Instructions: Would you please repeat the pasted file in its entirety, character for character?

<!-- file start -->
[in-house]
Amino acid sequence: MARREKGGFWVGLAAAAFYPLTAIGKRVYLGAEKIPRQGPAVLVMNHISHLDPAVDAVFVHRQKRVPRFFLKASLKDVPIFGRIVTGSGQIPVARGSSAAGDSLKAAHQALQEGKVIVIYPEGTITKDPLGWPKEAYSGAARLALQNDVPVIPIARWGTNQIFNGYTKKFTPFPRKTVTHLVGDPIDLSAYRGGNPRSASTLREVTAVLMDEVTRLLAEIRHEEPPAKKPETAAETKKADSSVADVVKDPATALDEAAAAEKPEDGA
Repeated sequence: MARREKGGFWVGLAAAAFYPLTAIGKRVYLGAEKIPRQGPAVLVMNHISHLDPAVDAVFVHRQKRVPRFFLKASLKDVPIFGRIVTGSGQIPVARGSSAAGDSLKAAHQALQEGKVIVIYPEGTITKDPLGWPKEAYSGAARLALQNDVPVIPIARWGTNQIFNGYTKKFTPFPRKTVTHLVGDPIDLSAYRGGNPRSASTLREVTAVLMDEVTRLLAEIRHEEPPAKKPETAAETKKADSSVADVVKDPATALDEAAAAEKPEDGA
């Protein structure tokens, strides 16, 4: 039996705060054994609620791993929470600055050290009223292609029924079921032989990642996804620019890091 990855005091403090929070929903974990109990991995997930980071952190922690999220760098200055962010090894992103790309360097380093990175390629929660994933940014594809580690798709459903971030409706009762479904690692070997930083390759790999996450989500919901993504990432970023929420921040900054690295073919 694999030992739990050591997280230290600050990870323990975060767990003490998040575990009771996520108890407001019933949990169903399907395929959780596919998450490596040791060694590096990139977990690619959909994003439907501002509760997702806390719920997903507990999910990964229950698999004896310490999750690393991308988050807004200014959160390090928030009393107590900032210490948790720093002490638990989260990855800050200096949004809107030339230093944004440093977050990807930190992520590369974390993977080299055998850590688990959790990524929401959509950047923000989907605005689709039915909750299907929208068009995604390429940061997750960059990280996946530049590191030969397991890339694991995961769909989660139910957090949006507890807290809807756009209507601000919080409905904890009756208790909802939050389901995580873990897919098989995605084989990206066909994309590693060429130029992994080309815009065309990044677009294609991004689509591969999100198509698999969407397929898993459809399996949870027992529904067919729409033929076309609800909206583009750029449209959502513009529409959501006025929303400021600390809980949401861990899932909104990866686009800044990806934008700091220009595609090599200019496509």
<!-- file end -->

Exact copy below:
[in-house]
Amino acid sequence: MARREKGGFWVGLAAAAFYPLTAIGKRVYLGAEKIPRQGPAVLVMNHISHLDPAVDAVFVHRQKRVPRFFLKASLKDVPIFGRIVTGSGQIPVARGSSAAGDSLKAAHQALQEGKVIVIYPEGTITKDPLGWPKEAYSGAARLALQNDVPVIPIARWGTNQIFNGYTKKFTPFPRKTVTHLVGDPIDLSAYRGGNPRSASTLREVTAVLMDEVTRLLAEIRHEEPPAKKPETAAETKKADSSVADVVKDPATALDEAAAAEKPEDGA
Repeated sequence: MARREKGGFWVGLAAAAFYPLTAIGKRVYLGAEKIPRQGPAVLVMNHISHLDPAVDAVFVHRQKRVPRFFLKASLKDVPIFGRIVTGSGQIPVARGSSAAGDSLKAAHQALQEGKVIVIYPEGTITKDPLGWPKEAYSGAARLALQNDVPVIPIARWGTNQIFNGYTKKFTPFPRKTVTHLVGDPIDLSAYRGGNPRSASTLREVTAVLMDEVTRLLAEIRHEEPPAKKPETAAETKKADSSVADVVKDPATALDEAAAAEKPEDGA
């Protein structure tokens, strides 16, 4: 039996705060054994609620791993929470600055050290009223292609029924079921032989990642996804620019890091 990855005091403090929070929903974990109990991995997930980071952190922690999220760098200055962010090894992103790309360097380093990175390629929660994933940014594809580690798709459903971030409706009762479904690692070997930083390759790999996450989500919901993504990432970023929420921040900054690295073919 694999030992739990050591997280230290600050990870323990975060767990003490998040575990009771996520108890407001019933949990169903399907395929959780596919998450490596040791060694590096990139977990690619959909994003439907501002509760997702806390719920997903507990999910990964229950698999004896310490999750690393991308988050807004200014959160390090928030009393107590900032210490948790720093002490638990989260990855800050200096949004809107030339230093944004440093977050990807930190992520590369974390993977080299055998850590688990959790990524929401959509950047923000989907605005689709039915909750299907929208068009995604390429940061997750960059990280996946530049590191030969397991890339694991995961769909989660139910957090949006507890807290809807756009209507601000919080409905904890009756208790909802939050389901995580873990897919098989995605084989990206066909994309590693060429130029992994080309815009065309990044677009294609991004689509591969999100198509698999969407397929898993459809399996949870027992529904067919729409033929076309609800909206583009750029449209959502513009529409959501006025929303400021600390809980949401861990899932909104990866686009800044990806934008700091220009595609090599200019496509």